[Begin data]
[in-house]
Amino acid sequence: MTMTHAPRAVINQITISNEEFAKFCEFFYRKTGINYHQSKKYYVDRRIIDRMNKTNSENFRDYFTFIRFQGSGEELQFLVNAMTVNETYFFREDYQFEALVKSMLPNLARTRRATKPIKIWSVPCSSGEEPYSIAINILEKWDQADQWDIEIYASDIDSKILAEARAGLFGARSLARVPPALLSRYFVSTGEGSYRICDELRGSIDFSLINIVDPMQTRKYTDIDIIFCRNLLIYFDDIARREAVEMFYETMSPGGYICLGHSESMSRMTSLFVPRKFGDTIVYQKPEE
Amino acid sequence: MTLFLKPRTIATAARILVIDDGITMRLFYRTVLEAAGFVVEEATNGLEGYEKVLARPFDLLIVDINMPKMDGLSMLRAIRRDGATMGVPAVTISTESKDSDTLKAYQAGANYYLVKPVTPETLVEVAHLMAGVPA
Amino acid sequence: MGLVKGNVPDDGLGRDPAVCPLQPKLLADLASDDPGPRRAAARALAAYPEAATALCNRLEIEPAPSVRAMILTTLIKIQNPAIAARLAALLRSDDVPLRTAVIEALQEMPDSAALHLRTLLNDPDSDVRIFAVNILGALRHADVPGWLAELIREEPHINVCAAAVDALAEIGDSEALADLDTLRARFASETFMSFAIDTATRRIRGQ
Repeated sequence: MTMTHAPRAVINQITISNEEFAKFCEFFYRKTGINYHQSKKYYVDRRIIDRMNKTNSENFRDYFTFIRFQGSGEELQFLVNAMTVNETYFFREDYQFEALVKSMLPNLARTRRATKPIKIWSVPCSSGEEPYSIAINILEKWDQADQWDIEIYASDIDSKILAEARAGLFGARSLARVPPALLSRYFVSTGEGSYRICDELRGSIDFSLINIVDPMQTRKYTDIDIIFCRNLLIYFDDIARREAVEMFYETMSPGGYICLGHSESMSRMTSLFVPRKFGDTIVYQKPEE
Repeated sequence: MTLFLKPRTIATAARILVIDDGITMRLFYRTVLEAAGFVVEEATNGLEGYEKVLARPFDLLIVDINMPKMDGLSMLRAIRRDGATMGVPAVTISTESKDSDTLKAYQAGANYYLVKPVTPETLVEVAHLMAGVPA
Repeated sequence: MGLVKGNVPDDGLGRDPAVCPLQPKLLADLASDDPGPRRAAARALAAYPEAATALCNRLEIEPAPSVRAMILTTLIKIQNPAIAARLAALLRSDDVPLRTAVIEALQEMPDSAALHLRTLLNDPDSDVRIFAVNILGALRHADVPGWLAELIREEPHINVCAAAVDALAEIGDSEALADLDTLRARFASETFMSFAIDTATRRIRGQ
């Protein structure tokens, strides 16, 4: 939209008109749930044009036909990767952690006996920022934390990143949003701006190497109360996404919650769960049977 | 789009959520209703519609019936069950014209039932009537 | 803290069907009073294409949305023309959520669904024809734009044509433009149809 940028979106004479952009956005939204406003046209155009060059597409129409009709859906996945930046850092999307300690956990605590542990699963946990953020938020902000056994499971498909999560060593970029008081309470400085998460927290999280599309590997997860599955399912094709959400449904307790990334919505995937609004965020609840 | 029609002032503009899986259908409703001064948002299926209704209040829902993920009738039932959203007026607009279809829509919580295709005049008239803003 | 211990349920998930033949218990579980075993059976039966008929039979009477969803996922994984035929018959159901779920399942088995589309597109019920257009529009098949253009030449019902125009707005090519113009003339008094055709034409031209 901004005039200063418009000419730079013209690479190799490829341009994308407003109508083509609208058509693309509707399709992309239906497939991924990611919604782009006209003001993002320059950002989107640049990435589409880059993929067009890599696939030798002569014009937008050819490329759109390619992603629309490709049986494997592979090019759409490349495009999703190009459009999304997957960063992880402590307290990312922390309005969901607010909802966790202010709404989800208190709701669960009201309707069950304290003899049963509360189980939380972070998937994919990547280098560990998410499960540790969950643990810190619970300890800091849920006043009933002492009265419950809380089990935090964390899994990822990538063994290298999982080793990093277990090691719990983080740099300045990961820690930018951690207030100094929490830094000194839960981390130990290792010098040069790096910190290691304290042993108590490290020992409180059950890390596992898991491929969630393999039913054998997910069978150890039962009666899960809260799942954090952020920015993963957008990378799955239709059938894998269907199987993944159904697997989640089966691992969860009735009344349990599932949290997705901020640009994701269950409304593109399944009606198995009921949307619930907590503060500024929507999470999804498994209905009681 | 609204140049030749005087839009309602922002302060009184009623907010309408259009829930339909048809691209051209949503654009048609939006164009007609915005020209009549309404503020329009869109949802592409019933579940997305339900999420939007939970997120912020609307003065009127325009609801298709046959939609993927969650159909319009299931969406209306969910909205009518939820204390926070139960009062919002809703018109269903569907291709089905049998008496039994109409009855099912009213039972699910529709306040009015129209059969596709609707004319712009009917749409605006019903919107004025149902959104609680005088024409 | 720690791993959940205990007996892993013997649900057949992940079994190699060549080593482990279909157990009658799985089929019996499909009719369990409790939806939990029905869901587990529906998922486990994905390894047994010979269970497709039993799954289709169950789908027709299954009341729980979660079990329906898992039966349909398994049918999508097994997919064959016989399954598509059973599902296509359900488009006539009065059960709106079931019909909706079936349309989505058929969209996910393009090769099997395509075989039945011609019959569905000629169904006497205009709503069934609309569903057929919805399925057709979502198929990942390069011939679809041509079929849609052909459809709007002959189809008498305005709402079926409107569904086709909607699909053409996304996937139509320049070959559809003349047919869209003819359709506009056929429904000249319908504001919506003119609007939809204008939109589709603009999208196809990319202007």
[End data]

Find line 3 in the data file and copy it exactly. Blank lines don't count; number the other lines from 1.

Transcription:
Amino acid sequence: MTLFLKPRTIATAARILVIDDGITMRLFYRTVLEAAGFVVEEATNGLEGYEKVLARPFDLLIVDINMPKMDGLSMLRAIRRDGATMGVPAVTISTESKDSDTLKAYQAGANYYLVKPVTPETLVEVAHLMAGVPA